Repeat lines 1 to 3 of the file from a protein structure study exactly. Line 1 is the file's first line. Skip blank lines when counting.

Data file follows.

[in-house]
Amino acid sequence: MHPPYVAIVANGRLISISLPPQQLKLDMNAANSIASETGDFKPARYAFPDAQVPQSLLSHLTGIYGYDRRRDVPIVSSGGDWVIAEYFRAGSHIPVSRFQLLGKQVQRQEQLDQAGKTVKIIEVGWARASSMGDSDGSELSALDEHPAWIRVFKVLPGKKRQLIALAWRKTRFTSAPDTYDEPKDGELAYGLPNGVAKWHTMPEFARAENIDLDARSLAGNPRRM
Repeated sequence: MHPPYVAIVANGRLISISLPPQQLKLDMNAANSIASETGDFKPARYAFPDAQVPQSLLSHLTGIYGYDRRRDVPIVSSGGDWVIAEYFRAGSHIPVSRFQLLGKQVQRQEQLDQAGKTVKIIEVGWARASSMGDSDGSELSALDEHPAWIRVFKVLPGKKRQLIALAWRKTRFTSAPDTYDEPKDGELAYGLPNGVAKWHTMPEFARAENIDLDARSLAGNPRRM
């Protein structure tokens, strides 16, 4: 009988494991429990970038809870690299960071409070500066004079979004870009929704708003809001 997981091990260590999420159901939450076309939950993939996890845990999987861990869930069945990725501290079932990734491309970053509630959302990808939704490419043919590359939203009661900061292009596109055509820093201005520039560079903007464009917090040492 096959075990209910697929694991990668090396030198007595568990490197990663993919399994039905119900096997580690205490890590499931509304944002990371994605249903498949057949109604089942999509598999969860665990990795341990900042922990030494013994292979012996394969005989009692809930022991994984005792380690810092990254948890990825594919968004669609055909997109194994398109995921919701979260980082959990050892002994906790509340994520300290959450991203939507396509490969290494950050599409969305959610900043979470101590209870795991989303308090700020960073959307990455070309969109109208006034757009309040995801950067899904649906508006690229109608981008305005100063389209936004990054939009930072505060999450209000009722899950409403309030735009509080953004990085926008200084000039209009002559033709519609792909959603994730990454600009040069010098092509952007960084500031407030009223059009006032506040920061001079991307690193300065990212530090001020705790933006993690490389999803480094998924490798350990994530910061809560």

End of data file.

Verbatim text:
[in-house]
Amino acid sequence: MHPPYVAIVANGRLISISLPPQQLKLDMNAANSIASETGDFKPARYAFPDAQVPQSLLSHLTGIYGYDRRRDVPIVSSGGDWVIAEYFRAGSHIPVSRFQLLGKQVQRQEQLDQAGKTVKIIEVGWARASSMGDSDGSELSALDEHPAWIRVFKVLPGKKRQLIALAWRKTRFTSAPDTYDEPKDGELAYGLPNGVAKWHTMPEFARAENIDLDARSLAGNPRRM
Repeated sequence: MHPPYVAIVANGRLISISLPPQQLKLDMNAANSIASETGDFKPARYAFPDAQVPQSLLSHLTGIYGYDRRRDVPIVSSGGDWVIAEYFRAGSHIPVSRFQLLGKQVQRQEQLDQAGKTVKIIEVGWARASSMGDSDGSELSALDEHPAWIRVFKVLPGKKRQLIALAWRKTRFTSAPDTYDEPKDGELAYGLPNGVAKWHTMPEFARAENIDLDARSLAGNPRRM